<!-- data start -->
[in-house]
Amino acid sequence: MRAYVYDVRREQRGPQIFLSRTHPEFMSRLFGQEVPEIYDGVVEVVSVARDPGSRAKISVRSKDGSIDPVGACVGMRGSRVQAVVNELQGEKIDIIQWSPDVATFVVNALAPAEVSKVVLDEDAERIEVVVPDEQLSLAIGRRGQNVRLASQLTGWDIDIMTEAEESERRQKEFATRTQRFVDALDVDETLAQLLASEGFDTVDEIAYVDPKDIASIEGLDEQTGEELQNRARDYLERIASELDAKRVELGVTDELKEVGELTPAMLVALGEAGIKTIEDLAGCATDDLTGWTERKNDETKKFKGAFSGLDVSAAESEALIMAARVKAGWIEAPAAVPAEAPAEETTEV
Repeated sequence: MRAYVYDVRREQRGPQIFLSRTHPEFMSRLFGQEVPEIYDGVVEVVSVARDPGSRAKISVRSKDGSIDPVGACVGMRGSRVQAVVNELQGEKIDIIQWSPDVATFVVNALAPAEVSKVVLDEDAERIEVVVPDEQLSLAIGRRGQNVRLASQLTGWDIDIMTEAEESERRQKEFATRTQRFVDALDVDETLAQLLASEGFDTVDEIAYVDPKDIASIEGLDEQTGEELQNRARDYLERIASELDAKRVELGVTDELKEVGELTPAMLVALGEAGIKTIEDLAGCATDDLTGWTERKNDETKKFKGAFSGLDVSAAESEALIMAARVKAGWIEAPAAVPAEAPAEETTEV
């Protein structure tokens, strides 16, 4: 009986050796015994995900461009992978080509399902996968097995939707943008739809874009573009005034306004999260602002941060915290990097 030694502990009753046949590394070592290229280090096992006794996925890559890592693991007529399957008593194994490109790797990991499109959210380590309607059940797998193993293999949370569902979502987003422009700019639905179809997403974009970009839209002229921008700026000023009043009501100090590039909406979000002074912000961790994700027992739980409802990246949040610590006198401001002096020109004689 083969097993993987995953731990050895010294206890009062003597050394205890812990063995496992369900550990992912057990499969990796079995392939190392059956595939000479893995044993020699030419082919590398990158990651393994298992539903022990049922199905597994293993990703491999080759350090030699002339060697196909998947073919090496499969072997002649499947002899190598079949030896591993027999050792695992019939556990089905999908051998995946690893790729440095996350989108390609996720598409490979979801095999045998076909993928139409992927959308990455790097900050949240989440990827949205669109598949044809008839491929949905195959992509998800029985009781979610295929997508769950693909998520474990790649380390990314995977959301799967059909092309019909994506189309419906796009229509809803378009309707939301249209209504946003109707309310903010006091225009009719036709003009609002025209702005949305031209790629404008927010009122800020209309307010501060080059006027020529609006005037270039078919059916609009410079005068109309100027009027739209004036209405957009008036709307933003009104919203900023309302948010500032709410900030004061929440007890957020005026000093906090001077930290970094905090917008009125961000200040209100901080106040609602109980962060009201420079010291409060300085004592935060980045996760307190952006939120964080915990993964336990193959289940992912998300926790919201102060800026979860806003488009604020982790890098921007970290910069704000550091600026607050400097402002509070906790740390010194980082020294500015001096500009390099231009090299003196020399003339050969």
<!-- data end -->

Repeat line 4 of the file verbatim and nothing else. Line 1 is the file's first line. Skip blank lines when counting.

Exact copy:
């Protein structure tokens, strides 16, 4: 009986050796015994995900461009992978080509399902996968097995939707943008739809874009573009005034306004999260602002941060915290990097 030694502990009753046949590394070592290229280090096992006794996925890559890592693991007529399957008593194994490109790797990991499109959210380590309607059940797998193993293999949370569902979502987003422009700019639905179809997403974009970009839209002229921008700026000023009043009501100090590039909406979000002074912000961790994700027992739980409802990246949040610590006198401001002096020109004689 083969097993993987995953731990050895010294206890009062003597050394205890812990063995496992369900550990992912057990499969990796079995392939190392059956595939000479893995044993020699030419082919590398990158990651393994298992539903022990049922199905597994293993990703491999080759350090030699002339060697196909998947073919090496499969072997002649499947002899190598079949030896591993027999050792695992019939556990089905999908051998995946690893790729440095996350989108390609996720598409490979979801095999045998076909993928139409992927959308990455790097900050949240989440990827949205669109598949044809008839491929949905195959992509998800029985009781979610295929997508769950693909998520474990790649380390990314995977959301799967059909092309019909994506189309419906796009229509809803378009309707939301249209209504946003109707309310903010006091225009009719036709003009609002025209702005949305031209790629404008927010009122800020209309307010501060080059006027020529609006005037270039078919059916609009410079005068109309100027009027739209004036209405957009008036709307933003009104919203900023309302948010500032709410900030004061929440007890957020005026000093906090001077930290970094905090917008009125961000200040209100901080106040609602109980962060009201420079010291409060300085004592935060980045996760307190952006939120964080915990993964336990193959289940992912998300926790919201102060800026979860806003488009604020982790890098921007970290910069704000550091600026607050400097402002509070906790740390010194980082020294500015001096500009390099231009090299003196020399003339050969």